Schools: a key concern

There can be no underestimation of the value of physical schooling - physical contact and an ability to explore the limits of their imaginations are necessary for children to have a satisfactory experience and improved learning outcomes

The Omicron spread has had immense significance for COVID epidemiology beyond the immediate impact on public health. 

Herd immunity was once hailed as a key concept behind COVID control strategies. The underlying assumptions were that the population can gain sufficient levels of immunity through either vaccination or past infection to stop the virus from spreading. 

But the Omicron emergence and rapid global spread has clearly shown that, for such an organism, herd immunity is not possible in the long run. New variants will probably continue to arise and repeated vaccinations and continuation of control measures will be needed to counter these future threats. 

This is the kind of reality we have now grown accustomed to: vaccination and booster, and the advent of a new variant. Thankfully, the virus cannot improve indefinitely: the virus will eventually evolve a spike protein that binds to the ACE2 receptors on the surface of our cells.  According to a McKinsey report, Omicron is about 25% more infectious, evades prior immunity to a greater degree, but causes less severe disease, all relative to Delta. In the United States, this combination of characteristics would lead to Omicron replacing Delta as the dominant variant. 

Omicron will not be the final variant, but it may be the final variant of concern. And it is very possible that we could have a COVID season each winter in the same way we have flu season now. 

This reality serves as the backdrop to remind decision-makers that there can be no underestimation of the value of physical schooling. For children within primary and secondary school settings, physical contact and an ability to explore the limits of their imaginations and intellectual faculties, are necessary for them to have a satisfactory experience and improved learning outcomes. 

In the last 18 months Maltese children have had interrupted face-to-face education, a portion having to grapple with online teaching. Though online teaching has served its purpose, nothing beats the experience of interaction at school, and the value of learning from first-hand experience is crucial in the formation of our children. 

Those attending schools have had to spend long hours in masks, even during sports and recreation, and operating in bubbles.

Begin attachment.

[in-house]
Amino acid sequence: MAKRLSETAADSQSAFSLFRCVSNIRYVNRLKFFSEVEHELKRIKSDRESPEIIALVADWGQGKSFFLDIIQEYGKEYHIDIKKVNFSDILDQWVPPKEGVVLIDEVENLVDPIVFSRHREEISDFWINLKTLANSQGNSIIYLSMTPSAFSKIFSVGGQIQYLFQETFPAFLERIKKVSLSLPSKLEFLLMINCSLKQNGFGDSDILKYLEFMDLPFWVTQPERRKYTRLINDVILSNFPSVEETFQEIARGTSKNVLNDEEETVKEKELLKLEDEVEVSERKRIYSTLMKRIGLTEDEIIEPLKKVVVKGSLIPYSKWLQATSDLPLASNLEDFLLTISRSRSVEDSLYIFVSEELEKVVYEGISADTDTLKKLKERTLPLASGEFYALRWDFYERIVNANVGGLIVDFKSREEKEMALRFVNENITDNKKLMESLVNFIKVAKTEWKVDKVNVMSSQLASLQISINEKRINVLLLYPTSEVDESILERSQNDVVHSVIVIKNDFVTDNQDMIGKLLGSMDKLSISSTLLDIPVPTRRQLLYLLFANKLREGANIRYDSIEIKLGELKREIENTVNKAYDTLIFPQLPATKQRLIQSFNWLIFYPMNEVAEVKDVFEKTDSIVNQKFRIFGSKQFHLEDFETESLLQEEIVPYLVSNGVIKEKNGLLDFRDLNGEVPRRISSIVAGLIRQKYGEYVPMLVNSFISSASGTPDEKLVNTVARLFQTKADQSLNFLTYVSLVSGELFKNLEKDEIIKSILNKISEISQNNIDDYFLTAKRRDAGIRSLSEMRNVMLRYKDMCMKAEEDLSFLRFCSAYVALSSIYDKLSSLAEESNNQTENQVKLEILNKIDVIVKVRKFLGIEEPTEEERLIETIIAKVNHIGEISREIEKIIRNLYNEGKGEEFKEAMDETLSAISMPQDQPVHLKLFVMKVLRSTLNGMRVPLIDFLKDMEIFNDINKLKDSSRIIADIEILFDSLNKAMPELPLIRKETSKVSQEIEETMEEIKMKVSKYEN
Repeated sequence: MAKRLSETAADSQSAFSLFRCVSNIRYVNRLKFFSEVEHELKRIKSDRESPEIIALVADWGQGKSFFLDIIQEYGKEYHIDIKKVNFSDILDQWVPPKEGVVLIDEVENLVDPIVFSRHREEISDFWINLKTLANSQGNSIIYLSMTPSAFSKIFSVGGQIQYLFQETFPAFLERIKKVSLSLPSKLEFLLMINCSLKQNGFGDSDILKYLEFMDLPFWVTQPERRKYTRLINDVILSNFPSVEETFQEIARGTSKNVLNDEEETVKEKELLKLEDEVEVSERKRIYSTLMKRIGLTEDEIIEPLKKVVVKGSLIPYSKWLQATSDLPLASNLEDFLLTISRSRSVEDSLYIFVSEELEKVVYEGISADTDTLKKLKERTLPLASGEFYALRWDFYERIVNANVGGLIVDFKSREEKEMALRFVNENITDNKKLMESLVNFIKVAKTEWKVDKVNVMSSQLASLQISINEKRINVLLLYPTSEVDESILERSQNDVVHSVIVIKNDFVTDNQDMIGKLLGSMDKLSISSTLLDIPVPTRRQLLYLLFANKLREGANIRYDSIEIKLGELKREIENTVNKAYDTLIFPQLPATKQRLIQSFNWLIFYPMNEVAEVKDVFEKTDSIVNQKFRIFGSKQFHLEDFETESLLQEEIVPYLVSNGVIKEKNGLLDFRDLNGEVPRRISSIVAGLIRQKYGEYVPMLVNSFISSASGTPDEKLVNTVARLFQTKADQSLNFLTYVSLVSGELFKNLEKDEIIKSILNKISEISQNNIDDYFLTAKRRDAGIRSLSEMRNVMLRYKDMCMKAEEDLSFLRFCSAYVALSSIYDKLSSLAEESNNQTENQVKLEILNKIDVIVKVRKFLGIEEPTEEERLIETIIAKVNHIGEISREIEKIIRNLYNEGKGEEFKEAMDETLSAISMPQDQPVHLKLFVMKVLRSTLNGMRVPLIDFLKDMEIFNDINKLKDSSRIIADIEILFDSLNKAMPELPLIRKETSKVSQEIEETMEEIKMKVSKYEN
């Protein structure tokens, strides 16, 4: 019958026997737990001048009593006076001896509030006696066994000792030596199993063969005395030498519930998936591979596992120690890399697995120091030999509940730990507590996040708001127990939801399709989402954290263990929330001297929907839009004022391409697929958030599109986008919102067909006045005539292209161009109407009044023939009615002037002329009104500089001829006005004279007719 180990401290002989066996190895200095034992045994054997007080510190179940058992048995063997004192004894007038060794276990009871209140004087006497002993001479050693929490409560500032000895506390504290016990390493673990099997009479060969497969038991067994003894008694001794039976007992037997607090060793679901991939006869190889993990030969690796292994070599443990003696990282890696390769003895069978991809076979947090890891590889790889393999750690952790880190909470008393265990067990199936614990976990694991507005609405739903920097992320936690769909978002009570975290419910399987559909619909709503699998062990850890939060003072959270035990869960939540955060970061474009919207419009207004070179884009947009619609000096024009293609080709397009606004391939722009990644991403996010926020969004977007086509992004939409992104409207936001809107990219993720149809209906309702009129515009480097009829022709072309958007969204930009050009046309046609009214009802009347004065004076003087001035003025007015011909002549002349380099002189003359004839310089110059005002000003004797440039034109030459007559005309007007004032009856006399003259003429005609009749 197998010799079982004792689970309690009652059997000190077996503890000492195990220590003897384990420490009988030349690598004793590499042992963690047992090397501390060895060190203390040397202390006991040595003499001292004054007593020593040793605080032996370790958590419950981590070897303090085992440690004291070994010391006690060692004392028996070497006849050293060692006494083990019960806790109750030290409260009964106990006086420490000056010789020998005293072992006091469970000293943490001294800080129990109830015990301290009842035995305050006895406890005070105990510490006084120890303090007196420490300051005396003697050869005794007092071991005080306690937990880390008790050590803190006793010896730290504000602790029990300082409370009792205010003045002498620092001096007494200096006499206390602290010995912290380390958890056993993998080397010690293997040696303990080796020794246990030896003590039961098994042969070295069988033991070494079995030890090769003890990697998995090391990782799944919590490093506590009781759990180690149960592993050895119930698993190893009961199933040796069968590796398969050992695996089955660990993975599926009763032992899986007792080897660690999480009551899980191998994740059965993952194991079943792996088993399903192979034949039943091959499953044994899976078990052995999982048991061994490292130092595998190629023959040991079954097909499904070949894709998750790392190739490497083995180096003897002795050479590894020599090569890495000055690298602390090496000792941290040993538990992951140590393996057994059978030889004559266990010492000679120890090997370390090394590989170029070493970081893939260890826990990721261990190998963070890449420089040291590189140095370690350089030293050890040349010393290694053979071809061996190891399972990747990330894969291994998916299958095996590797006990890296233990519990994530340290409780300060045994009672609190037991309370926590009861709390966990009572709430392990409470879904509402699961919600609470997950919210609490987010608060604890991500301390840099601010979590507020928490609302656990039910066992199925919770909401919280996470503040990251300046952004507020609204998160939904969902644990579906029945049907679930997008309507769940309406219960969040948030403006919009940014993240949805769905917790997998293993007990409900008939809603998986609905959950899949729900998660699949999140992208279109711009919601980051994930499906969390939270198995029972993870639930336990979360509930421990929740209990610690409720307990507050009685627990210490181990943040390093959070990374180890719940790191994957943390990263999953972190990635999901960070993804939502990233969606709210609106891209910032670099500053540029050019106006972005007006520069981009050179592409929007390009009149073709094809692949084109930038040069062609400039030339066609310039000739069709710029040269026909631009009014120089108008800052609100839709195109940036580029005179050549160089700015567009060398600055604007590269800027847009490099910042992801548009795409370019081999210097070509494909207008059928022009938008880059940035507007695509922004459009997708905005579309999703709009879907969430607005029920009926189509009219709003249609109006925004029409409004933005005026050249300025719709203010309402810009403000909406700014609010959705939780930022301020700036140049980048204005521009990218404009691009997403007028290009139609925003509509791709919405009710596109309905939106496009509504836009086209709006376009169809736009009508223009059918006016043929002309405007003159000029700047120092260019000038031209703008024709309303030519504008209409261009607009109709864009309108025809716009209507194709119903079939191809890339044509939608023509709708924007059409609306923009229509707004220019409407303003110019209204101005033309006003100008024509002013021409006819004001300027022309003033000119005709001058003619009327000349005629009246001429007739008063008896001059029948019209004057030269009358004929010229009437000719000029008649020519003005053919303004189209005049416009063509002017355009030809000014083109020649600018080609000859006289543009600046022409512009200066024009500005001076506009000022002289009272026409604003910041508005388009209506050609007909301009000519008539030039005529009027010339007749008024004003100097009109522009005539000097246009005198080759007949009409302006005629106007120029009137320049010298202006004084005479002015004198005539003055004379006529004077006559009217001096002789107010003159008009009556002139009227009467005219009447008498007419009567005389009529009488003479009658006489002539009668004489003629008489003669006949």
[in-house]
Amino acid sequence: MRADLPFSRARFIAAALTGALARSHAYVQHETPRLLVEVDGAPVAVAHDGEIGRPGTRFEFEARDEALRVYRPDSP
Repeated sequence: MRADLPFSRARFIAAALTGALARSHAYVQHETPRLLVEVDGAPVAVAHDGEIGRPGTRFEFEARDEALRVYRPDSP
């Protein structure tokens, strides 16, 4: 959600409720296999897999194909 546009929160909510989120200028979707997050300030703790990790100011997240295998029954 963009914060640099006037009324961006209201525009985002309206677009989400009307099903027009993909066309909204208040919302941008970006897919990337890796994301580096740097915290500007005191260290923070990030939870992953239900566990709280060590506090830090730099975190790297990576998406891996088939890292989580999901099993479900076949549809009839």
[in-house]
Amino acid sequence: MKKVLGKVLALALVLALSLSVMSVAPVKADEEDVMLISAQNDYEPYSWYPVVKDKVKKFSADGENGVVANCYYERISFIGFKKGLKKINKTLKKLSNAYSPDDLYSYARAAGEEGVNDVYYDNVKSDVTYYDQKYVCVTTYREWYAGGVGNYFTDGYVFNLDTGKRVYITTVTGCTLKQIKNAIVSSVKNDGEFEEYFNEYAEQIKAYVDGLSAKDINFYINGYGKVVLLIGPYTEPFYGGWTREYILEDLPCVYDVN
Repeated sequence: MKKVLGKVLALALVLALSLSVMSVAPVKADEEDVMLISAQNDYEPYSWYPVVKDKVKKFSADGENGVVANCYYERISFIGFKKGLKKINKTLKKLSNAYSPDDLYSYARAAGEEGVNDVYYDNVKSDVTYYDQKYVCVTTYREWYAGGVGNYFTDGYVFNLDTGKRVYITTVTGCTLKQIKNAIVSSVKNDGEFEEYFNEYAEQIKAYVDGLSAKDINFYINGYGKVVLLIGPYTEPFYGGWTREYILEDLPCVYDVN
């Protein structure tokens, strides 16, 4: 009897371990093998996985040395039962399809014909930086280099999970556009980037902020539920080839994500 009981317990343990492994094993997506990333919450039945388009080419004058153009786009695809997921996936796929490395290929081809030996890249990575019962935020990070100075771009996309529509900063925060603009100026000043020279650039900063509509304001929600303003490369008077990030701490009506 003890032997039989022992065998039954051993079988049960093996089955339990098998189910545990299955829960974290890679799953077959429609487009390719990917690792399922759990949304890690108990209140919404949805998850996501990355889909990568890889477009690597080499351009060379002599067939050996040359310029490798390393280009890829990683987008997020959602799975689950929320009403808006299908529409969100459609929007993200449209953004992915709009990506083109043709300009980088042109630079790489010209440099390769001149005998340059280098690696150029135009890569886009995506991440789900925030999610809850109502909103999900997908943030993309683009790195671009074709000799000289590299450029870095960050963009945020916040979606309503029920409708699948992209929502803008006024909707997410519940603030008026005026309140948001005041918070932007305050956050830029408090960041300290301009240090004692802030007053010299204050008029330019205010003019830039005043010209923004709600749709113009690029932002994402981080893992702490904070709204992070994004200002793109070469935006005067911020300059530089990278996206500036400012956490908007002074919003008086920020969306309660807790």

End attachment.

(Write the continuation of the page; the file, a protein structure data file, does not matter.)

Children have paid the price. They spend days wearing a face mask just to be able to be in school. Face masks are one of the most effective ways to prevent the spread of COVID-19. An investigation into school outbreaks, supported by the US Centers for Disease Control (CDC), found that schools without an indoor mask requirement were 3.5 times more likely to have an outbreak than schools in which students and staff did have to wear masks. This is why the universal indoor masking is advocated for all children aged two and older, as well as teachers and visitors to schools, regardless of whether they’re vaccinated. 

The rest the country has continued to operate within an understanding that vaccination, sanitisation, social distancing and the use of mask is obligatory. On the other hand, catering establishments have enjoyed a ‘boom’ with patrons eating without masks and in close proximity – even though it is clear that social bubbles have long been burst and COVID transmission continues unabated, even with the serenity that vaccination brings. There have been few complaints about this. 

We cannot therefore apply any different yardstick to children in schools. 

Certainly enough, it is now standard wisdom that it has been hard to see transmission in schools, because children generally have mild symptoms. But this leads to infections going undetected. It surely opens up a debate on whether vaccination against COVID should be mandatory for children, just like Polio, Diphteria and Tetanus vaccinations are made obligatory for children. 

High levels of transmission in children would lead to mass educational disruption. Children can easily transmit the coronavirus to other children and to adults, and this would lead to parents and others in the wider community getting sick, including some vaccinated people. To keep breakthrough infections to a minimum, community transmission must be kept low. 

Education Minister Clifton Grima has a massive challenge, as he takes to the education agenda to the end of this legislature, which since the departure of Evarist Bartolo from the role has seen three different ministers. Labour’s legacy in education has to be defined by outcomes of success: in 2020, the share of youths not in employment, education or training (NEET) stood at 9.3%, below the EU 27 average of 11.1 per cent. Encouraging youths to stay in education by offering various learning pathways, will be key to their future security in a world of changing demands for skills and capabilities.